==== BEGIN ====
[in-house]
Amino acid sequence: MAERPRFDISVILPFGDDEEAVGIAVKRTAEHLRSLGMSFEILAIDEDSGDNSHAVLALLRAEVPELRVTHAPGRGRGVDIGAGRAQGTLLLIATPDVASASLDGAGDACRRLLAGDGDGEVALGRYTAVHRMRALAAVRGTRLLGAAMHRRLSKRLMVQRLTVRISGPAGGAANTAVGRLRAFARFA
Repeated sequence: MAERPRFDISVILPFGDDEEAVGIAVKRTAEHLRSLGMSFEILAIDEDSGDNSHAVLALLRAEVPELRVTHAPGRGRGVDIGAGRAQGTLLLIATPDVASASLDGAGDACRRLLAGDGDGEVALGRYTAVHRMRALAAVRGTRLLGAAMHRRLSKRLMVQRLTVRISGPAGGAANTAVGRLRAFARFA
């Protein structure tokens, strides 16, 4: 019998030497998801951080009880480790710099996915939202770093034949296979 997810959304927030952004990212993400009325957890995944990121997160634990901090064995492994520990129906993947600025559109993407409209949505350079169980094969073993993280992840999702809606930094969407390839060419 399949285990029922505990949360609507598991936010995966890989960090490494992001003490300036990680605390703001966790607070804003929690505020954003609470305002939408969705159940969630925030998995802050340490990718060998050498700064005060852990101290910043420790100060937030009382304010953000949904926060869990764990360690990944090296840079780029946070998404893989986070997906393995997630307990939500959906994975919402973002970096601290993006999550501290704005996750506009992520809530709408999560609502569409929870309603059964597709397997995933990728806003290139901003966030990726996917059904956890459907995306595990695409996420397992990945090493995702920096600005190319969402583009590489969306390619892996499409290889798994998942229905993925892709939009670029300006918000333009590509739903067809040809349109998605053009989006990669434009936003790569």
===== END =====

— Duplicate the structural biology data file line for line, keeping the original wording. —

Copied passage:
[in-house]
Amino acid sequence: MAERPRFDISVILPFGDDEEAVGIAVKRTAEHLRSLGMSFEILAIDEDSGDNSHAVLALLRAEVPELRVTHAPGRGRGVDIGAGRAQGTLLLIATPDVASASLDGAGDACRRLLAGDGDGEVALGRYTAVHRMRALAAVRGTRLLGAAMHRRLSKRLMVQRLTVRISGPAGGAANTAVGRLRAFARFA
Repeated sequence: MAERPRFDISVILPFGDDEEAVGIAVKRTAEHLRSLGMSFEILAIDEDSGDNSHAVLALLRAEVPELRVTHAPGRGRGVDIGAGRAQGTLLLIATPDVASASLDGAGDACRRLLAGDGDGEVALGRYTAVHRMRALAAVRGTRLLGAAMHRRLSKRLMVQRLTVRISGPAGGAANTAVGRLRAFARFA
């Protein structure tokens, strides 16, 4: 019998030497998801951080009880480790710099996915939202770093034949296979 997810959304927030952004990212993400009325957890995944990121997160634990901090064995492994520990129906993947600025559109993407409209949505350079169980094969073993993280992840999702809606930094969407390839060419 399949285990029922505990949360609507598991936010995966890989960090490494992001003490300036990680605390703001966790607070804003929690505020954003609470305002939408969705159940969630925030998995802050340490990718060998050498700064005060852990101290910043420790100060937030009382304010953000949904926060869990764990360690990944090296840079780029946070998404893989986070997906393995997630307990939500959906994975919402973002970096601290993006999550501290704005996750506009992520809530709408999560609502569409929870309603059964597709397997995933990728806003290139901003966030990726996917059904956890459907995306595990695409996420397992990945090493995702920096600005190319969402583009590489969306390619892996499409290889798994998942229905993925892709939009670029300006918000333009590509739903067809040809349109998605053009989006990669434009936003790569």